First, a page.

By Derrick Broze
Ben Swann : April 19, 2014
A new study from Princeton and Northwestern Universities has found that the United States’ government more closely resembles an Oligarchy or a Corporatocracy than a Republic or Democracy. Researchers examined nearly 2,000 policy changes in the United States between 1981 and 2002 and compared the changes to the preferences of average Americans, wealthy citizens, and interest and lobbying groups.
The researchers sought to find the answers to who governs in America, who really rules, and to what extent are U.S. citizens sovereign or powerless. To do this they analyzed four theoretical traditions in American politics. These include Majoritarian Electoral Democracy, Economic Elite Domination, and two types of interest group pluralism, Majoritarian Pluralism and Biased Pluralism. The researchers write, “The central point that emerges from our research is that economic elites and organized groups representing business interests have substantial independent impacts on U.S. government policy, while mass-based interest groups and average citizens have little or no independent influence.”
They found evidence to support the theories of Economic Elite Domination, and Biased Pluralism, but not for theories of Majoritarian Electoral Democracy or Majoritarian Pluralism. The key difference in the theories is the power and influence that wealthy individuals yield versus the average, or median voter.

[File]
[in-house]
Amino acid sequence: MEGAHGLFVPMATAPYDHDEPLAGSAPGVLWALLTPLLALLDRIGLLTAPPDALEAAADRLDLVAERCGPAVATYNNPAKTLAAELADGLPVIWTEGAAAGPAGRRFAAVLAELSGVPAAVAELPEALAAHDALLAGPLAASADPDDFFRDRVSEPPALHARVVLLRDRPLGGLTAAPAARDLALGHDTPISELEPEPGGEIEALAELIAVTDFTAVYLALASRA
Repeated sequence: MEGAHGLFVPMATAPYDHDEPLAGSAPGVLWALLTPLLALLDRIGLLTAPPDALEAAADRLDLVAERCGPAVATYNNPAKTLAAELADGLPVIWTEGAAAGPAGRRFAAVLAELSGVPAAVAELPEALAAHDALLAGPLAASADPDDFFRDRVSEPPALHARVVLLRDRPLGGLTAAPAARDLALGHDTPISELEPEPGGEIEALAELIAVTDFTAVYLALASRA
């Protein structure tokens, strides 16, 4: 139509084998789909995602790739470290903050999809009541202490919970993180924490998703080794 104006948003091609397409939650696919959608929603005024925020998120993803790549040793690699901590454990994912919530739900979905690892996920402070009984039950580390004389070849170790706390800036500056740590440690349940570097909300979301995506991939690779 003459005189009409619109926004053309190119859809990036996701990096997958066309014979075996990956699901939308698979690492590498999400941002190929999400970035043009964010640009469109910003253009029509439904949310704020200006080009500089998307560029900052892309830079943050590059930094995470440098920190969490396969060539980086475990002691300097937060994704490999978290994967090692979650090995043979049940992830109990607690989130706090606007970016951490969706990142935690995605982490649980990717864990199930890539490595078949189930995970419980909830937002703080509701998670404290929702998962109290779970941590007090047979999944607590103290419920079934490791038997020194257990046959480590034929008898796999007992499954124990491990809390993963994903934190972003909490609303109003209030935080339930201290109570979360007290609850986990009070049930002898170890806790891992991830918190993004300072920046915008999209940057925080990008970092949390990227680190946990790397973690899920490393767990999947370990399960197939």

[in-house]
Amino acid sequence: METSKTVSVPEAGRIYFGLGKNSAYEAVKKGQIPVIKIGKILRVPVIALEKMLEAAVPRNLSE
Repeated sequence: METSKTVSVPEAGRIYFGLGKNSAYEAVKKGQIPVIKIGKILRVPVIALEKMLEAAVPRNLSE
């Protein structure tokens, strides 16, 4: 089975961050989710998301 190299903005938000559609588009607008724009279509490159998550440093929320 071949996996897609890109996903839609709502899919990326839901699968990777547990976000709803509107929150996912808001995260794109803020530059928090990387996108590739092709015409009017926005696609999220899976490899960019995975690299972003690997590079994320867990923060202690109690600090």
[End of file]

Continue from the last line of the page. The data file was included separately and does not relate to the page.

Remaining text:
Despite past researchers suggesting that policy changes are the result of “collective preferences” or that liberalism and conservatism in policies is representative of the views of citizens, the Princeton study suggests “that reality is best captured by mixed theories in which both individual economic elites and organized interest groups (including corporations, largely owned and controlled by wealthy elites) play a substantial part in affecting public policy, but the general public has little or no independent influence.”
The researchers findings also indicate that even when a majority of citizens disagree with the economic elite, and call for policy change, they rarely get it. The researchers blame “the strong status quo bias built into the U.S. political system.”
The study concludes with the following statement:
“We believe that if policymaking is dominated by powerful business organizations and a small number of affluent Americans, then America’s claims to being a democratic society are seriously threatened.”
Although the researchers (and most of the media) refer to the idealized American government as a democracy it is important to remember that the original text of the Constitution called for a republican form of government, as seen in Article 4, section 4:
“The United States shall guarantee to every state in this union a republican form of government,”
(Read the full article at Ben Swann)
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